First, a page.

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Only 500 of those homes have been built. The problem is not the planning permission, because more than 19,000 houses with planning permission are waiting to be built; they are simply not being built. What is the structural problem? In part, it is because 30 or 40 years ago two thirds of houses in this country were built by small and medium-sized builders, but by 2012 that figure had fallen to a third. That is a profound change in the structure of the house building market. As the number of small builders has declined and as the big firms have grown even bigger, it has become easier for the dominant firms to buy up land. As Kate Barker found in her report 10 years ago—many Members know that this is true—it is not always in the interests of those big builders to build out the sites on which they have got planning permission as quickly as possible or as quickly as the nation needs.
The truth is that to get the number of houses we require to be built, there has to be a change in how the housing market works—something that Ministers have simply failed to acknowledge. We have to get more firms into house building to build homes and to provide competition, because the high cost of housing is driven by the high cost of land. That is why, compared with the rest of Europe, we have really expensive homes with really small rooms in this country. Not enough land has been released for housing development and, by the time land is given planning permission, it is often prohibitively expensive. That creates an incentive to bank land rather than to build on it.
Those who argue that land banking is not a problem forget what the Office of Fair Trading found in 2008. It said that strategic land banks bought with options, which accounted for 83% of land banks, were worth 14.3 years of production, and that that would be enough to build 1.4 million homes, which would be a welcome addition. What is more, under the current system there is very little that local authorities can do about land banking. Compulsory purchase order powers are little used because they are complex, legalistic, difficult and so on, so authorities, on behalf of the communities that they represent, have no effective way of bringing land forward to the market. That is why we would create greater transparency by ensuring that developers register the land they own and have options on—[Interruption.] The Secretary of State is chuntering, but he is in favour of transparency, so will he support that measure?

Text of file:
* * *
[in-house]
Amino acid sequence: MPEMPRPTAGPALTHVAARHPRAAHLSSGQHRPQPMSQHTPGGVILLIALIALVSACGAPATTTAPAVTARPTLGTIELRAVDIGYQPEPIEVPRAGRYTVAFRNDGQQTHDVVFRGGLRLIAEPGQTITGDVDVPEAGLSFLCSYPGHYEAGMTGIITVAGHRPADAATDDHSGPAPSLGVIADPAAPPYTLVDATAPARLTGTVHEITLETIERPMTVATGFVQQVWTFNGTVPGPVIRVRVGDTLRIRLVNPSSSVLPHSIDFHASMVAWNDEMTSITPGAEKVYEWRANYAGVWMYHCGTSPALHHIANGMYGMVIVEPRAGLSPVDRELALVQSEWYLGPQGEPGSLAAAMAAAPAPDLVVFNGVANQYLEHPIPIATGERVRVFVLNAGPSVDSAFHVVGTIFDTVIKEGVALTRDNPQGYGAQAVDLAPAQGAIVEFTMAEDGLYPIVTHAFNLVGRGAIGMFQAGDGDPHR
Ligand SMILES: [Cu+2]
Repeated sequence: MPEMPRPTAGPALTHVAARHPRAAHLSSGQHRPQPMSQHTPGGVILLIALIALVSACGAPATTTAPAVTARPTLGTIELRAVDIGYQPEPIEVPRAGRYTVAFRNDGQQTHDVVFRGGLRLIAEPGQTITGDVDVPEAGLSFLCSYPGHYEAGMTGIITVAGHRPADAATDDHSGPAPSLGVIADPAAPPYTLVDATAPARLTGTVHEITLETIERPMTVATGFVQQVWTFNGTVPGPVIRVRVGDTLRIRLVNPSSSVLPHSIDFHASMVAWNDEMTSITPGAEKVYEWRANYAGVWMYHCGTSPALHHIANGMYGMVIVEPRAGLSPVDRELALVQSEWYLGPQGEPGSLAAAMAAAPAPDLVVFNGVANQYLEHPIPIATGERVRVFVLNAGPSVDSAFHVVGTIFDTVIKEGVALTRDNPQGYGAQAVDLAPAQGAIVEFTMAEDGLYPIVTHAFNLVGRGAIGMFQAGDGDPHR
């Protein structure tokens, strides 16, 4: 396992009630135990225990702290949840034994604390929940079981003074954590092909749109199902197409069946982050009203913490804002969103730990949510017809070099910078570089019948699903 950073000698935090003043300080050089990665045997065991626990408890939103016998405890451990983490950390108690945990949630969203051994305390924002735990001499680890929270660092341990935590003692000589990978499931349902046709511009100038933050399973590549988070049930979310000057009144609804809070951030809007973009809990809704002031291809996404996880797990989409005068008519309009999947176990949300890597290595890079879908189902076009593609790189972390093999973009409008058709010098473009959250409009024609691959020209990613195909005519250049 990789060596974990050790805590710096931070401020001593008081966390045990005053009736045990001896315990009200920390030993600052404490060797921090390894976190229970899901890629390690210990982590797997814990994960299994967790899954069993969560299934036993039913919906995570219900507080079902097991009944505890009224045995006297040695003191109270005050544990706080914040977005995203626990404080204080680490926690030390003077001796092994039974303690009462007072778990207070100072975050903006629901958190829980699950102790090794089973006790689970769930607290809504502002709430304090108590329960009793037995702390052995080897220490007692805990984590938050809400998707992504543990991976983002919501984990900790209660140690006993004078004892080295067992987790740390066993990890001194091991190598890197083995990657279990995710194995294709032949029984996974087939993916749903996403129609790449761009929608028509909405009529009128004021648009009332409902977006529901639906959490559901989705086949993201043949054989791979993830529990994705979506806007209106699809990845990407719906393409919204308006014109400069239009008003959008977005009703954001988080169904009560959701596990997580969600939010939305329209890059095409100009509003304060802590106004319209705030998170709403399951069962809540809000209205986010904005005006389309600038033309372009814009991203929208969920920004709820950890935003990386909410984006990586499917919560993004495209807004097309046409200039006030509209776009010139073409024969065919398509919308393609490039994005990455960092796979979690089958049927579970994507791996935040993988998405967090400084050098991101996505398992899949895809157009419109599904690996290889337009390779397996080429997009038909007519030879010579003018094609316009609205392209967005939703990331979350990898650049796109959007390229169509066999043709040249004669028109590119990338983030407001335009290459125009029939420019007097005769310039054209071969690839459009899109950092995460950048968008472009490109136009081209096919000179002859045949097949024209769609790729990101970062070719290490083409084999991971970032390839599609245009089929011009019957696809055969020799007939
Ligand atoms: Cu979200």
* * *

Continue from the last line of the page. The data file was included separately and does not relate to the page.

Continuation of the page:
We want to give councils and communities the power to charge developers escalating fees for sitting on land with planning permission to incentivise them to build and, if they do not, to release the land. The Secretary of State has denounced the idea, but of course it was supported by the hon. Member for Grantham and Stamford before he was given the job of Planning Minister. As a last resort, we would give local authorities the power compulsorily to purchase land and to assemble land so that we could make progress. The purpose of all those measures is to address the imbalance of power between local communities and developers. I say to Ministers that the land market and the housing market are not working and that is why there is this fundamental problem. There is not enough competition and I do not understand why a Government that includes a party that prides itself on being an apostle for competition is doing nothing about that.
My final point is about how we can get consent and get the houses built in the right place. I congratulate the local authority of the hon. Member for Fareham on the leadership it has shown—he outlined that for the House this afternoon—in recognising that there is a need for more housing and saying where it would like it to go. That is the essence of the deal. We have a much better chance of getting communities to come forward and take responsibility for meeting housing need in their area if they think that the sites they identify are where the housing will go. As we have heard in debates in this House on many occasions over the past two or three years—this is the reason the Planning Minister sometimes gets a tough time—it does not work like that. Developers say that the land is brownfield and too expensive, that they cannot build a lot there and that they want to go for a greenfield site. That has to change.
The fundamental problem with the Gracious Speech is that it does not get why so many people voted the way they did or did not vote at all on